MILWAUKEE -- The memorial outside a Navy barracks simply consists of a soldier's boots, rifle and helmet. That's pretty much all that was left after the Navy SEAL fell on a grenade that had been tossed into a room amid him and four buddies.
The four other SEALs walked away, and the man who saved their lives is memorialized at the Navy SEAL Training Center on San Diego's Coronado Island. Jeff Baker, Rangers utility player and strong supporter of the Wounded Warrior Project, viewed the memorial a few years ago when he and other members of the Cubs were given a private tour.
The image remains vivid in his mind and is not readily forgotten.
"People say they would fall on a grenade, but those guys really mean it," Baker said. "For those guys, it is second nature, there is nothing more honorable. I have so much respect for them. I'm beyond baffled and honored by those guys."
The memorial is especially profound for a "military brat." Baker's dad, Larry, spent 22 years in the United States Army, retiring as a colonel. Col. Baker served in air defense, which included nuclear weapons, and taught at West Point. Jeff was born in Germany, and the family lived all over the world, from El Paso, Texas, Key West, Fla., and Norfolk, Va., to Saudi Arabia, Dubai and Egypt.
Jeff Baker was also a star baseball player at Woodbridge (Va.) Gar-Field High School, winning Virginia State Player of the Year in 1999, and an All-American at Clemson University, so his career path took a straight line to Major League Baseball rather than the military.
But he still has great admiration for those who serve their country, and that's why Baker has become involved in the Wounded Warrior Project. Through various programs and fund-raising efforts, the Wounded Warrior Project is an organization dedicated to serving soldiers wounded in the line of duty in Iraq and Afghanistan.
Over 32,000 soldiers have benefited from the work of the Wounded Warrior Project in helping them get back to living normal lives, and often Baker wears the group's shirt in the Rangers' clubhouse before putting on his own uniform.
"I think people have an appreciation for the military and understand what they do," Baker said. "But I think the military is also looked at almost as a mythical, magical unicorn. I don't know if people truly understand what the military is really all about or what those guys through. It's not the most high-profile position or the highest paying. A lot of it is just men and women who have great respect for their country and want to do something for it.
"So many have gone overseas, put their life on the line and come back banged up and beaten, their bodies in pieces. People forget about that part, but I wanted to get involved and see what I could do to help."
Baker still makes his offseason home in Woodbridge, just outside Washington D.C., and his involvement started out with simple visits to wounded soldiers at Walter Reed National Military Medical Center and Fort Belvoir Community Hospital.
"It's just mainly a meet and greet, just go in and talk to them, for five, 10, maybe 15 minutes, try to lift up their day," Baker said. "Just tell them how much we appreciate what they do. On the flip side, I probably get more out of it than they do. You hear their stories and what they went through. ... It grounds you and humbles you, keeps things in perspective.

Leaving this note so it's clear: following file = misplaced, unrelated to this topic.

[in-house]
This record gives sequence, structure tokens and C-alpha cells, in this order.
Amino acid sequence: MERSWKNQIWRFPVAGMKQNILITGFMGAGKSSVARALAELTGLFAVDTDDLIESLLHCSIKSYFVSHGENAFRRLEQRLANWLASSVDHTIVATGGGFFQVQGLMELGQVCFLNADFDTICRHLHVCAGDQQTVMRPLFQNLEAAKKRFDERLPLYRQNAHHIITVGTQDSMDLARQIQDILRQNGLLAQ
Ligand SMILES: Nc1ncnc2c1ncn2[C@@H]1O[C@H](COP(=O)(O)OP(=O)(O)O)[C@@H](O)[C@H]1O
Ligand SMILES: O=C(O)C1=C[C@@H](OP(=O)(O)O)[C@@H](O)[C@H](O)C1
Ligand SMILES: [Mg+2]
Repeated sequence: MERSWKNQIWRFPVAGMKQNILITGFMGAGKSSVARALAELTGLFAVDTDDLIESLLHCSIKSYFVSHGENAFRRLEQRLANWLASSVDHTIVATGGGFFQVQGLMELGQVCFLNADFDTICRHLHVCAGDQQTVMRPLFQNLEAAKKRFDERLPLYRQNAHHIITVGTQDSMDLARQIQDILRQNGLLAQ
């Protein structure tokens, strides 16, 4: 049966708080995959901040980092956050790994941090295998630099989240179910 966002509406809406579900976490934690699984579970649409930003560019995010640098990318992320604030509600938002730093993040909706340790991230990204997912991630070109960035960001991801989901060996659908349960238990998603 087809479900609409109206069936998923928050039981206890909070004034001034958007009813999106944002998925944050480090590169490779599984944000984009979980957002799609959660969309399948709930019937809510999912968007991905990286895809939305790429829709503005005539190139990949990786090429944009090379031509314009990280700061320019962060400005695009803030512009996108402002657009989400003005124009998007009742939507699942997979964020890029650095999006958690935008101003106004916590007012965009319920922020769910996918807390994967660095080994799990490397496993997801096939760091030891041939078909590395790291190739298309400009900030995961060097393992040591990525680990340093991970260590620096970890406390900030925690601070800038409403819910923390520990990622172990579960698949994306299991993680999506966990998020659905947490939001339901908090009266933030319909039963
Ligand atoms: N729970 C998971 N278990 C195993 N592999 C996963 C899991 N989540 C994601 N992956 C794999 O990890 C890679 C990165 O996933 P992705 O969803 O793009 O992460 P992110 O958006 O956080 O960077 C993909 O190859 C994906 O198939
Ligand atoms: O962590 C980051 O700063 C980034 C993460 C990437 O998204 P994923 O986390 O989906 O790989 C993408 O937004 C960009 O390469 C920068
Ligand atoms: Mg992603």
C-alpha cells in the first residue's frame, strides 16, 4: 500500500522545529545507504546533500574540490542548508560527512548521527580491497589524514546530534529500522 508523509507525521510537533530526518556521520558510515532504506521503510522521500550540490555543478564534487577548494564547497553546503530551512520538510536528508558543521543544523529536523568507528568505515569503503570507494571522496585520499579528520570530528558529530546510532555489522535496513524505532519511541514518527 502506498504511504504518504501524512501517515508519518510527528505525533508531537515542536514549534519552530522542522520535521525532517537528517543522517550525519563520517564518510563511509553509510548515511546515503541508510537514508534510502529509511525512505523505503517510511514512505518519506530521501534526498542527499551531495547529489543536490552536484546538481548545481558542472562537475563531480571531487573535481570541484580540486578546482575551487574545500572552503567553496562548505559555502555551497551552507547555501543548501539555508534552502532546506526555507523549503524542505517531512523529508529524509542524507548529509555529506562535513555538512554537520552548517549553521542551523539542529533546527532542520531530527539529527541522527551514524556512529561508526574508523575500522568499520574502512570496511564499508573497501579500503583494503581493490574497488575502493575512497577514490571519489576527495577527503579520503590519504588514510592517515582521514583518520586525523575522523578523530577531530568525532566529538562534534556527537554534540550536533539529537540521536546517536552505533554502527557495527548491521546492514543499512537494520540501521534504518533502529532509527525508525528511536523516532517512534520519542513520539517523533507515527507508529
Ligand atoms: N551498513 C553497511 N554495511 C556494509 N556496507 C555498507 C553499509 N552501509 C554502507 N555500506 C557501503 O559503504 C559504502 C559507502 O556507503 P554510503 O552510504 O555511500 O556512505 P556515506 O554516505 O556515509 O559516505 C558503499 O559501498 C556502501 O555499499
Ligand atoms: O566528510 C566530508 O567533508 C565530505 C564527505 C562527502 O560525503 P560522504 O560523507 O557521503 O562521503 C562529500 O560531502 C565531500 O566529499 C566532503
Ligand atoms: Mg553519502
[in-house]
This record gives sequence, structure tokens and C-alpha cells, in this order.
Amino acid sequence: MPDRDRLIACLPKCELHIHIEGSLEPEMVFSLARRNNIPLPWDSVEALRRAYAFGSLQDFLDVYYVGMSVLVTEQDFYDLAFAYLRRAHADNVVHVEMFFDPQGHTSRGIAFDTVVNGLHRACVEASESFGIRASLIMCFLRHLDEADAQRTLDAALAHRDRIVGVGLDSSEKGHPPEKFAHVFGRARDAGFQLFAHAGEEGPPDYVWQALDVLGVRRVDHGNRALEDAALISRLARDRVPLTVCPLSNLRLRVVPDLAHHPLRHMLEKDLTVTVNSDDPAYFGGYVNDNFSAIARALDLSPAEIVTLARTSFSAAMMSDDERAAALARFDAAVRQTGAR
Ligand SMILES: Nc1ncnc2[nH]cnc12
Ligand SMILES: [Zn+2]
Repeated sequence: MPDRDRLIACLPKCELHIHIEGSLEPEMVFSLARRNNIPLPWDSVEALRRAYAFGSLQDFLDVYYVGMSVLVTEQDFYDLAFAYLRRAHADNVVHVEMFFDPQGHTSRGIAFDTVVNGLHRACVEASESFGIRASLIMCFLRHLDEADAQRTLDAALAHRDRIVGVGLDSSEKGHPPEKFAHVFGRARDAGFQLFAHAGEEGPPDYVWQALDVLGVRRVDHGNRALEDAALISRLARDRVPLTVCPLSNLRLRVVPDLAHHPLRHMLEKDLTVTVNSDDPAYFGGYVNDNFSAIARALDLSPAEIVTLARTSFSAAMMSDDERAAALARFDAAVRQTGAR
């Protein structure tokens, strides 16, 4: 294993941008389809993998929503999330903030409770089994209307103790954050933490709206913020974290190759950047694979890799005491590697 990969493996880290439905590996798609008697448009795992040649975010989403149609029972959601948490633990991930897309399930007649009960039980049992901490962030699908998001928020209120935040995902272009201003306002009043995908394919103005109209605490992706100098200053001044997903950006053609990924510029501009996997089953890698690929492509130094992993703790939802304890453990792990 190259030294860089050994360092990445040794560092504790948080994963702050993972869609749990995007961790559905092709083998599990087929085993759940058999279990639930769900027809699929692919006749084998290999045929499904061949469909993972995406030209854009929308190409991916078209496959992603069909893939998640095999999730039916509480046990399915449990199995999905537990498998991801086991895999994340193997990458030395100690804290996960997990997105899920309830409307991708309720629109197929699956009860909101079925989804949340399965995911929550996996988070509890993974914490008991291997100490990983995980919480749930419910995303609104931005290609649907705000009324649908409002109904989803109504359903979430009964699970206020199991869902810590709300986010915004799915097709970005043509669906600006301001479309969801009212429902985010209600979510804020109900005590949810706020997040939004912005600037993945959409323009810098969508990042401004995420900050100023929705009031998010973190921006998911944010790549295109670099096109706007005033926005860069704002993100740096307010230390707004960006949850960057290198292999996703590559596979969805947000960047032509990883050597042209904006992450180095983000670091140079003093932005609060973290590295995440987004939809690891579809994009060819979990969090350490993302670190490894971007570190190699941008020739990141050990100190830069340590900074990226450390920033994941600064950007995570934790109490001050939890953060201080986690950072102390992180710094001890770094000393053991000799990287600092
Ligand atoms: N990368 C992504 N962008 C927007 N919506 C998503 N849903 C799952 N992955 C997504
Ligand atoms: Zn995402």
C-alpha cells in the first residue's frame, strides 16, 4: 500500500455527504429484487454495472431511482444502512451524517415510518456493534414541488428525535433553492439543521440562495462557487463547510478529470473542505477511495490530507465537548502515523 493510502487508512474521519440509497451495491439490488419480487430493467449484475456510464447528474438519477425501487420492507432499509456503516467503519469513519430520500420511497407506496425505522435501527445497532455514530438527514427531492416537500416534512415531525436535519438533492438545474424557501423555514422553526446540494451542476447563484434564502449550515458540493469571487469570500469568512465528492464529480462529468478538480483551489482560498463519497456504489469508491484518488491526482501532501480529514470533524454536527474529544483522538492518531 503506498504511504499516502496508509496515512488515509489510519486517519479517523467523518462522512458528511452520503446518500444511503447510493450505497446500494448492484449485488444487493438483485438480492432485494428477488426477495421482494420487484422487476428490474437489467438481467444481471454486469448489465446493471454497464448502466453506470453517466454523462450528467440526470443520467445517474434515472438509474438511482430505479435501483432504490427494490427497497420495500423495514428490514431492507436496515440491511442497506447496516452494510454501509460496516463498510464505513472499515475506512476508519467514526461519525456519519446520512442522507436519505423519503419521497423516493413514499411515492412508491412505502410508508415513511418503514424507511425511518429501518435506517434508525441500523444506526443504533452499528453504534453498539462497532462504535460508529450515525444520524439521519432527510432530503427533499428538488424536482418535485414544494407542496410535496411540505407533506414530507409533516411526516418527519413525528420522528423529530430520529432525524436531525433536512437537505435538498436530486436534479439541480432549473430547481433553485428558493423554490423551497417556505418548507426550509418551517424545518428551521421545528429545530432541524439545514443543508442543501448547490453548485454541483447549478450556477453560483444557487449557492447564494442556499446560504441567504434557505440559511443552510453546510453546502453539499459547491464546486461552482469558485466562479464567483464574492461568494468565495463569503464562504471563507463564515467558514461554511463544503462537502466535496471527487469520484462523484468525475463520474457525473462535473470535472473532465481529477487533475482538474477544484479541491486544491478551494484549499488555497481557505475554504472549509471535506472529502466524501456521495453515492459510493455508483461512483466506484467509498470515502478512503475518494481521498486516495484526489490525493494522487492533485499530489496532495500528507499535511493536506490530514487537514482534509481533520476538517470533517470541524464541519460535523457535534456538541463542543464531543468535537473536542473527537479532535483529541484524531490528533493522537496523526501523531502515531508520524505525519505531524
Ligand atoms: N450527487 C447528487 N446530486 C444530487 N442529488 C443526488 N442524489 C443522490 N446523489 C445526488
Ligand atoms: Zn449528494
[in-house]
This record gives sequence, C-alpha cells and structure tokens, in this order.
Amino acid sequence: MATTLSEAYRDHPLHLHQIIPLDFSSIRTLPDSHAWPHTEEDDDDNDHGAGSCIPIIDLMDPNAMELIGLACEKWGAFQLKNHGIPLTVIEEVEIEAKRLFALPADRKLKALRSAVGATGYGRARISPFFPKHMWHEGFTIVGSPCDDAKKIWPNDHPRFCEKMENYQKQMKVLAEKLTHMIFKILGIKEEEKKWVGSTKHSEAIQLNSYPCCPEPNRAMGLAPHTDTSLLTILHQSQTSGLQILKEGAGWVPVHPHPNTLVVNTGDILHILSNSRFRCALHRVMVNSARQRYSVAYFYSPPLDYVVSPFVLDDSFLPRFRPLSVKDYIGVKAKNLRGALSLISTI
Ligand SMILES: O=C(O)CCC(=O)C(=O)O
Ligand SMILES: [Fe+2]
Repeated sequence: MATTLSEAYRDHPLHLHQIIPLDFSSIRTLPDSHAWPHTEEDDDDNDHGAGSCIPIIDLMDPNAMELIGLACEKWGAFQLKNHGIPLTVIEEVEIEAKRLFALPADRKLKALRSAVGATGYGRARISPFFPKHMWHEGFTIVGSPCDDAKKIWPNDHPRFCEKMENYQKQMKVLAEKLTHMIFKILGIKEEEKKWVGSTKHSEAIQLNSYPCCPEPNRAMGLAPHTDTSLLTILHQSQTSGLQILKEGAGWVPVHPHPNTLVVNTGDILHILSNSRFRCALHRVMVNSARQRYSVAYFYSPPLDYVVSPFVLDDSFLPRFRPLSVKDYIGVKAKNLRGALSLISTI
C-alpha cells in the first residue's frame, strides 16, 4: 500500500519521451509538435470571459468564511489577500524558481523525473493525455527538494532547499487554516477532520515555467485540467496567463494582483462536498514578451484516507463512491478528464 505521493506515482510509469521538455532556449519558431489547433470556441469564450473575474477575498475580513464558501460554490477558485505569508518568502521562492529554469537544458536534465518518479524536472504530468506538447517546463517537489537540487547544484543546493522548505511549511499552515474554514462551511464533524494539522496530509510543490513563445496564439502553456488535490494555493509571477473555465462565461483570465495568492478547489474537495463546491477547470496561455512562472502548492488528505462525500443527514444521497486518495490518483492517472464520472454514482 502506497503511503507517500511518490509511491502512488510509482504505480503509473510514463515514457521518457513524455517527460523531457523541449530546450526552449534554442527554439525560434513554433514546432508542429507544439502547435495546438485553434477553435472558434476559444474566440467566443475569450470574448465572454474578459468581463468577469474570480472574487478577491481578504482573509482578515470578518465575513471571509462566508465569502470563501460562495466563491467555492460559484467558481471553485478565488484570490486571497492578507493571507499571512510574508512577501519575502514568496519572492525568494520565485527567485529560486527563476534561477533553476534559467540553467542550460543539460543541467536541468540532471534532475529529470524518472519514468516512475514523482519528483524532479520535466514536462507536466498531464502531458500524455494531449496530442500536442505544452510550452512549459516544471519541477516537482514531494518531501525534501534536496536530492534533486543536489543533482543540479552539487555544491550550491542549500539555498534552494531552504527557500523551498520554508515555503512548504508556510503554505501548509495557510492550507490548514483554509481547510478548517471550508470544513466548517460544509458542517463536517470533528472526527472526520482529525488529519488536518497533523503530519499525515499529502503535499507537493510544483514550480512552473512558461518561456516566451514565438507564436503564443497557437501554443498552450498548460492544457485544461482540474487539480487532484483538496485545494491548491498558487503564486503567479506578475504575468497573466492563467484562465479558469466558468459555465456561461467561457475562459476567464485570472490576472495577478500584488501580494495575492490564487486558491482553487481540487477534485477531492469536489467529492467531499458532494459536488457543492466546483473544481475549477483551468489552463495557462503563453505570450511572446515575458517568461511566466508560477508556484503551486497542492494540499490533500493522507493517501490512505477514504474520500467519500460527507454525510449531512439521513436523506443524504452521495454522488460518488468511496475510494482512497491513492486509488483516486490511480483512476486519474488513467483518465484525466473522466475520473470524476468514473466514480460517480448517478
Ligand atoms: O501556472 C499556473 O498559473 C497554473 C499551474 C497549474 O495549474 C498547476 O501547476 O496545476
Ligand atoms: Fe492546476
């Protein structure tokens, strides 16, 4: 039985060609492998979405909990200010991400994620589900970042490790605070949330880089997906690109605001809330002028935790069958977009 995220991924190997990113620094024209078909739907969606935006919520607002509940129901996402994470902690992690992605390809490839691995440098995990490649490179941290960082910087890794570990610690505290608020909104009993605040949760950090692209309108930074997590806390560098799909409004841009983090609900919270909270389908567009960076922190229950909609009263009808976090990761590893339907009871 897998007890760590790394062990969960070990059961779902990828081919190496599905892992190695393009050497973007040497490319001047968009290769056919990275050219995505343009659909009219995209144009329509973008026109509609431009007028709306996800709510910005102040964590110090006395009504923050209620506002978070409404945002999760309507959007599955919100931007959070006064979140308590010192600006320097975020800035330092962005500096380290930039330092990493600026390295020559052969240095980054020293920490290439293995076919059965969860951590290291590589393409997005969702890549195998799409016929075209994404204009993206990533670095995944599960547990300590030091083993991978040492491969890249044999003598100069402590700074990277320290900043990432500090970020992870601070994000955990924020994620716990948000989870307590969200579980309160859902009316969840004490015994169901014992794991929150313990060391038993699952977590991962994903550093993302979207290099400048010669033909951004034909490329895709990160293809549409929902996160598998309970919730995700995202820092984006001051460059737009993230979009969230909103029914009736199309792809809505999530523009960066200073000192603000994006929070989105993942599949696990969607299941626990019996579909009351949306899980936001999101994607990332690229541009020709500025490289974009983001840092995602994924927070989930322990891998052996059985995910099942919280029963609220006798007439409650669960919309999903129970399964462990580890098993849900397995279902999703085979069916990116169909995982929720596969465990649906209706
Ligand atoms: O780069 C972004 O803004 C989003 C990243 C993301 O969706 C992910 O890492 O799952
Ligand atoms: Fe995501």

"We as athletes complain about things, like the travel or whatever. ... These guys have lost an arm or leg, or they're going through post-traumatic stress disorder, struggling trying to get through their day mentally. These men and women do what they do so we can live the life we love. You have to honor and appreciate that.
"You just walk in, see somebody and just start talking with them. You hear the stories. ... There are fascinating stories of what they went through. I saw guys who lost arms or legs and they're wearing their prosthetics, and all they want to do is get back over there and be with their buddies and back in their platoons. They don't regret it one bit. If I had my leg blown off, I'm not sure my first instinct would be to want to go back. It's definitely an eye-opener."
Baker prefers to keep a low profile with his involvement, but he has gradually begun to do more with the Wounded Warrior Project. Some of it is fund-raising and donations, or simply providing basketball tickets to Washington Wizards games.
The Wounded Warrior Project's mission is to raise awareness and enlist the public's aid for the needs of injured service members, to help injured service members aid and assist each other, and to provide unique, direct programs and services to meet the needs of injured service members. The vision is to foster the most successful, well-adjusted generation of wounded service members in United States history.
"I'm thrilled that somebody stepped up and took the initiative to get the word out, and the Wounded Warrior Project has done that," Baker said. "Some of these men and women come back beat up, banged up and scuffling. It would be easy for us to just turn the page on them, but the Wounded Warrior Project makes sure that doesn't happen.
"Other companies and other businesses have started to get involved. I'm really excited about the progress we are making and how big it is getting."
Baker signed with the Rangers in the offseason and had to make the team in Spring Training. He is still getting adjusted to his new home and has not had a chance to get involved locally in the Wounded Warrior Project. He is eager to do so when the schedule allows him the time.
"I know how much Texas supports the military," Baker said. "A lot of people have mentioned that Texans are some of the most hardcore guys out there. There is a lot to do."
T.R. Sullivan is a reporter for MLB.com. Read his blog, Postcards from Elysian Fields, and follow him on Twitter @Sullivan_Ranger. This story was not subject to the approval of Major League Baseball or its clubs.